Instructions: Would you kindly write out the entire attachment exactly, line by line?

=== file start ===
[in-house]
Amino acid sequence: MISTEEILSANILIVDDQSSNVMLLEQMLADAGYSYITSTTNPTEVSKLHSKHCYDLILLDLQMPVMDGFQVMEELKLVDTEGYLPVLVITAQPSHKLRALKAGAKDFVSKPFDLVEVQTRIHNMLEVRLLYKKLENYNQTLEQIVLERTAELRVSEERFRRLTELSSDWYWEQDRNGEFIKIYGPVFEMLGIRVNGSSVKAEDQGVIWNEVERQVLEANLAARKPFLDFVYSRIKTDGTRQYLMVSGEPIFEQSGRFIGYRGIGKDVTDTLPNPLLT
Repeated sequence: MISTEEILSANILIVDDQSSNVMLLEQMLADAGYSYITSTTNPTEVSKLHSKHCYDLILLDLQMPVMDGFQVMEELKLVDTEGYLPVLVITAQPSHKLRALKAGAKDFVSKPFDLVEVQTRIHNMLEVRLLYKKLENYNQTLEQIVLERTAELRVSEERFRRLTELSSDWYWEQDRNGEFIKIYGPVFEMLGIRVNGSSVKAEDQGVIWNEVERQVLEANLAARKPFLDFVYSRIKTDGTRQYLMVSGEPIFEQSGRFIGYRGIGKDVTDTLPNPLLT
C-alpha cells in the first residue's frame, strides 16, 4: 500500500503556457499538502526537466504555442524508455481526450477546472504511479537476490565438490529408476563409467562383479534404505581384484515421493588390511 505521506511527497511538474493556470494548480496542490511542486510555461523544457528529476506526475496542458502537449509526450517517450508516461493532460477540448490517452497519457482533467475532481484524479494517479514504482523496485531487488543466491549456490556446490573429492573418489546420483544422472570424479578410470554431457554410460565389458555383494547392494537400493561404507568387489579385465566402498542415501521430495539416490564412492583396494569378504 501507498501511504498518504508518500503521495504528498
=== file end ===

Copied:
[in-house]
Amino acid sequence: MISTEEILSANILIVDDQSSNVMLLEQMLADAGYSYITSTTNPTEVSKLHSKHCYDLILLDLQMPVMDGFQVMEELKLVDTEGYLPVLVITAQPSHKLRALKAGAKDFVSKPFDLVEVQTRIHNMLEVRLLYKKLENYNQTLEQIVLERTAELRVSEERFRRLTELSSDWYWEQDRNGEFIKIYGPVFEMLGIRVNGSSVKAEDQGVIWNEVERQVLEANLAARKPFLDFVYSRIKTDGTRQYLMVSGEPIFEQSGRFIGYRGIGKDVTDTLPNPLLT
Repeated sequence: MISTEEILSANILIVDDQSSNVMLLEQMLADAGYSYITSTTNPTEVSKLHSKHCYDLILLDLQMPVMDGFQVMEELKLVDTEGYLPVLVITAQPSHKLRALKAGAKDFVSKPFDLVEVQTRIHNMLEVRLLYKKLENYNQTLEQIVLERTAELRVSEERFRRLTELSSDWYWEQDRNGEFIKIYGPVFEMLGIRVNGSSVKAEDQGVIWNEVERQVLEANLAARKPFLDFVYSRIKTDGTRQYLMVSGEPIFEQSGRFIGYRGIGKDVTDTLPNPLLT
C-alpha cells in the first residue's frame, strides 16, 4: 500500500503556457499538502526537466504555442524508455481526450477546472504511479537476490565438490529408476563409467562383479534404505581384484515421493588390511 505521506511527497511538474493556470494548480496542490511542486510555461523544457528529476506526475496542458502537449509526450517517450508516461493532460477540448490517452497519457482533467475532481484524479494517479514504482523496485531487488543466491549456490556446490573429492573418489546420483544422472570424479578410470554431457554410460565389458555383494547392494537400493561404507568387489579385465566402498542415501521430495539416490564412492583396494569378504 501507498501511504498518504508518500503521495504528498